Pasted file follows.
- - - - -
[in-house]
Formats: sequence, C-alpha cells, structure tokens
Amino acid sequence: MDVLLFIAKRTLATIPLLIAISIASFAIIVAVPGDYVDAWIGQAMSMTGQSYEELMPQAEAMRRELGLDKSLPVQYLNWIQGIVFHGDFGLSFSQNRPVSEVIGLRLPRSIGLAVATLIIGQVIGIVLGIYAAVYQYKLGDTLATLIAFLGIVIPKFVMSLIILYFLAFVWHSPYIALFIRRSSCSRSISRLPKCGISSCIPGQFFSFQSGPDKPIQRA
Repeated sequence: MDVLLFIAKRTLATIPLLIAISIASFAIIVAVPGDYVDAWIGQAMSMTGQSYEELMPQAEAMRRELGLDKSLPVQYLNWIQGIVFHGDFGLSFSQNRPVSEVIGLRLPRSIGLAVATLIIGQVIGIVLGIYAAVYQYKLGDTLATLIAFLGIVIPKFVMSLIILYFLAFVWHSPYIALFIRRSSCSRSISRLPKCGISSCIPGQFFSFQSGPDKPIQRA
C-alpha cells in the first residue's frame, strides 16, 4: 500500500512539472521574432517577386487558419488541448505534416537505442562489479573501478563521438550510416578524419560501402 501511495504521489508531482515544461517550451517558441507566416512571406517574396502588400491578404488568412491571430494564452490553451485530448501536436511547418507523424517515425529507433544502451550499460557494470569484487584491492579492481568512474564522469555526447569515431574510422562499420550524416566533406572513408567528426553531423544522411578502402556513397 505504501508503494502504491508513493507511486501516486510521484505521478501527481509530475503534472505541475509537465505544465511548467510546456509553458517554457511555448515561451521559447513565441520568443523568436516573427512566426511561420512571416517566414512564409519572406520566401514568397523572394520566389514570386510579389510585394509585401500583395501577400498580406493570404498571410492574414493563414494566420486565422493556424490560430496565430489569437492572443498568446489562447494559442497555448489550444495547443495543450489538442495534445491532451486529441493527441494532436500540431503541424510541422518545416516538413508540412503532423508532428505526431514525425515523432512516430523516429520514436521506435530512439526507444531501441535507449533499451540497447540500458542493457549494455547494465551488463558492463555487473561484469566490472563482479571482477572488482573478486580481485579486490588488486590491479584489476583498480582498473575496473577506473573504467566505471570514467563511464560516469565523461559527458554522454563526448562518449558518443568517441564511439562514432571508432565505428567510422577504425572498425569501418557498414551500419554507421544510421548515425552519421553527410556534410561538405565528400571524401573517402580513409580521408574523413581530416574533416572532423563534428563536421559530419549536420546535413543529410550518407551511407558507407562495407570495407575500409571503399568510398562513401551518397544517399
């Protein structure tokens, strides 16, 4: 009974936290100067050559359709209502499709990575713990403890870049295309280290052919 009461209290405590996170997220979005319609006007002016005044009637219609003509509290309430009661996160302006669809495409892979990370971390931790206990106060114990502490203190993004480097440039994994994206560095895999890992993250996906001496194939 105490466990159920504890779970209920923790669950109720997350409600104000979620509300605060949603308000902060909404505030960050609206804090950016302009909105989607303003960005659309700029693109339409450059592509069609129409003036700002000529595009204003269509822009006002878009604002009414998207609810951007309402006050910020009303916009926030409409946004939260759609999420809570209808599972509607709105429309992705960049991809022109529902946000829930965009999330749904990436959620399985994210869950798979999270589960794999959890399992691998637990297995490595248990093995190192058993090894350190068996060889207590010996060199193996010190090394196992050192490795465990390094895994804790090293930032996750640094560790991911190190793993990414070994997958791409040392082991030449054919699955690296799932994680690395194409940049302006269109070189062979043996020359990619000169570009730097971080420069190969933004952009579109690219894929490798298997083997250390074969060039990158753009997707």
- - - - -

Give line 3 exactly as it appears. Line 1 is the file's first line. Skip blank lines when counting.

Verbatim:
Amino acid sequence: MDVLLFIAKRTLATIPLLIAISIASFAIIVAVPGDYVDAWIGQAMSMTGQSYEELMPQAEAMRRELGLDKSLPVQYLNWIQGIVFHGDFGLSFSQNRPVSEVIGLRLPRSIGLAVATLIIGQVIGIVLGIYAAVYQYKLGDTLATLIAFLGIVIPKFVMSLIILYFLAFVWHSPYIALFIRRSSCSRSISRLPKCGISSCIPGQFFSFQSGPDKPIQRA